Theological Anthropology 101: Why Marriage is Between One Man and One Woman

Harrison Ayre

One of the more difficult truths about Christianity that we must navigate today is one of the most basic: the truth about what God has intended for marriage. The familiar Genesis story explains how God established man and woman to be together in a covenant and how that covenant is affected in a negative fashion through the fall (see Genesis 1-3). We read in Matthew's Gospel about Jesus' reference to the beginning (Mt 19:8) and how marriage is not meant to end in divorce. Even in this context, Jesus is clear that marriage is constituted in a lifelong bond between one man and one woman.

While the permanence of marriage is something worthy of discussion all on its own, it is just as essential to uphold marriage as a covenant between a man and a woman. The covenant of marriage reveals certain truths about our humanity that would be lost if marriage were open to different definitions such as homosexual marriage, polyamorous marriage, etc.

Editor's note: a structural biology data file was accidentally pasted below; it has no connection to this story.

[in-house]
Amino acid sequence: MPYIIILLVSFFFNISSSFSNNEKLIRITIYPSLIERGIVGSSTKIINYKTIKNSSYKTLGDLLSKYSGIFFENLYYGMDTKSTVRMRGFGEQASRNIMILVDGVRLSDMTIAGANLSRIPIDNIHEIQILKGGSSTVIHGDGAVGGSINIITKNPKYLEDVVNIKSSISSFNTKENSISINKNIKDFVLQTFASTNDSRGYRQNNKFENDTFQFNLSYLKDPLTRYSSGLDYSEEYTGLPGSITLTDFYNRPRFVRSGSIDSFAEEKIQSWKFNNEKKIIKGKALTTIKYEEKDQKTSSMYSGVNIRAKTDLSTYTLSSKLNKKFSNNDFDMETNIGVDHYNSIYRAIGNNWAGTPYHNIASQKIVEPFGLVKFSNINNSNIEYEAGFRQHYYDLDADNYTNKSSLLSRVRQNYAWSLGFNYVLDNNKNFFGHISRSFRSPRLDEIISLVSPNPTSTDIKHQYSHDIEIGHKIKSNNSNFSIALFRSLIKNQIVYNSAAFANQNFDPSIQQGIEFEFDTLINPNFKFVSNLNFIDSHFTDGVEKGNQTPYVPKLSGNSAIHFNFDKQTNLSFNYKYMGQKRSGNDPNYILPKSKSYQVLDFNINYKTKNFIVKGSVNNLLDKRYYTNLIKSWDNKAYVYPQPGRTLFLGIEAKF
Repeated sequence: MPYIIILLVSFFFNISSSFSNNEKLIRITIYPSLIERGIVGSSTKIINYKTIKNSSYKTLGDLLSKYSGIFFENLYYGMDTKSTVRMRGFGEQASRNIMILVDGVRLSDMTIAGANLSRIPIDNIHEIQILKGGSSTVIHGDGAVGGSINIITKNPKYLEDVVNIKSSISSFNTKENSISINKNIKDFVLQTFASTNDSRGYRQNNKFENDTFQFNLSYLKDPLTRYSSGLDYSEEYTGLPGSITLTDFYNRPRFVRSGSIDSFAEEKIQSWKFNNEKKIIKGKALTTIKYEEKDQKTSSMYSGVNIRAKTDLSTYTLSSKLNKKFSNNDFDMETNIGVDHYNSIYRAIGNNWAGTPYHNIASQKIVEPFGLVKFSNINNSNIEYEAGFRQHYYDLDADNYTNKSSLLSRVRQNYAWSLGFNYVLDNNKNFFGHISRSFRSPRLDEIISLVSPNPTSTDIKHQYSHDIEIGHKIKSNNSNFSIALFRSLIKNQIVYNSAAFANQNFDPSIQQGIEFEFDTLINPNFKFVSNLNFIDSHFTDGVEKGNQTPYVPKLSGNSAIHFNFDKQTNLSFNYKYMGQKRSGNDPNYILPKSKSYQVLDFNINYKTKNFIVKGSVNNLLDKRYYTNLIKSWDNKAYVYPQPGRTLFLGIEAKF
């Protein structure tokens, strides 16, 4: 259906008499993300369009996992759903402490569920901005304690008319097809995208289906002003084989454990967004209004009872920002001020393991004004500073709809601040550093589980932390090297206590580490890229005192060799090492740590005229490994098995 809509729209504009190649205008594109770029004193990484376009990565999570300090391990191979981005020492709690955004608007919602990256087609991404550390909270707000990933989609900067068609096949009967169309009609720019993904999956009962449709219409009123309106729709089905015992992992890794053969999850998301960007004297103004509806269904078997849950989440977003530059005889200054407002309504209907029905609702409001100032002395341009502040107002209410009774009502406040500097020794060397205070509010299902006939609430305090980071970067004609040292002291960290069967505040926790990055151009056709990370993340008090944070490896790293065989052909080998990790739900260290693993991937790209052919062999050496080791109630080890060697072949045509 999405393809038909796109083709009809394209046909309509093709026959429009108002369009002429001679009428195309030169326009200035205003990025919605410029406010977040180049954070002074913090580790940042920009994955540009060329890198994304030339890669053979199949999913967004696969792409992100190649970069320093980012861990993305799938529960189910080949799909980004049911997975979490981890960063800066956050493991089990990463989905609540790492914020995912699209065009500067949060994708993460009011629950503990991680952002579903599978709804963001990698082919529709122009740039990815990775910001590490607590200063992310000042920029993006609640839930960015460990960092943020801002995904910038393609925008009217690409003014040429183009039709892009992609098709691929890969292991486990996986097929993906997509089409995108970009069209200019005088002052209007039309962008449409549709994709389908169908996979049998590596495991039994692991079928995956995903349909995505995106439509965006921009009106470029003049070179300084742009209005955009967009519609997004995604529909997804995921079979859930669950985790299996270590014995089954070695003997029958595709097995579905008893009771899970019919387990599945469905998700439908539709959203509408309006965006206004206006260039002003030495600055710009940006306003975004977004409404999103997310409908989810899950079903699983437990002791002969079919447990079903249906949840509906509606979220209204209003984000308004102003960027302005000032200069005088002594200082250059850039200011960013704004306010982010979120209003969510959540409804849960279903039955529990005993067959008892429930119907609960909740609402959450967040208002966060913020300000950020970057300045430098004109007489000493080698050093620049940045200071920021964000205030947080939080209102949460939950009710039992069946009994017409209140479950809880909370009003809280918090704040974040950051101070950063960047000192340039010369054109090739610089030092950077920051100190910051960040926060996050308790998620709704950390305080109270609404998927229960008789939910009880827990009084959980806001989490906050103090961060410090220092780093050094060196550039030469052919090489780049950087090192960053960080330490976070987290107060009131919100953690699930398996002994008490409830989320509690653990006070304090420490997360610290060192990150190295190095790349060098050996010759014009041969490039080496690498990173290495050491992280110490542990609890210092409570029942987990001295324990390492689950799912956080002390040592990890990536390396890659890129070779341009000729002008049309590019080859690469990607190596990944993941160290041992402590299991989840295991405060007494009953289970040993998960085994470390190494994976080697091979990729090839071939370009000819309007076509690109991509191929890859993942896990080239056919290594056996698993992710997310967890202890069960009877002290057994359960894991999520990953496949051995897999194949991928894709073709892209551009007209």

Marriage reveals to us is that man is by his nature a communion of persons. So often we are inundated with the idea that we are atomized individuals in a society. That's a fancy way to say that we often see life in very individualistic terms and that we determine our own vision of humanity. But marriage shows us that we aren't created for isolation, but for communion. Even in the movements for the redefinition of marriage we see this implicit desire played out: we find our meaning only in communion with another.

The reason the Church insists on marriage between one man and one woman, though, is that communion has a goal, a mission, a purpose. The Church teaches that marriage is for the mutual enrichment of the spouses and the procreation of children. The term mutual enrichment is enlightening in and of itself: it is not about self-enrichment. Rather, enrichment only comes through and with another.

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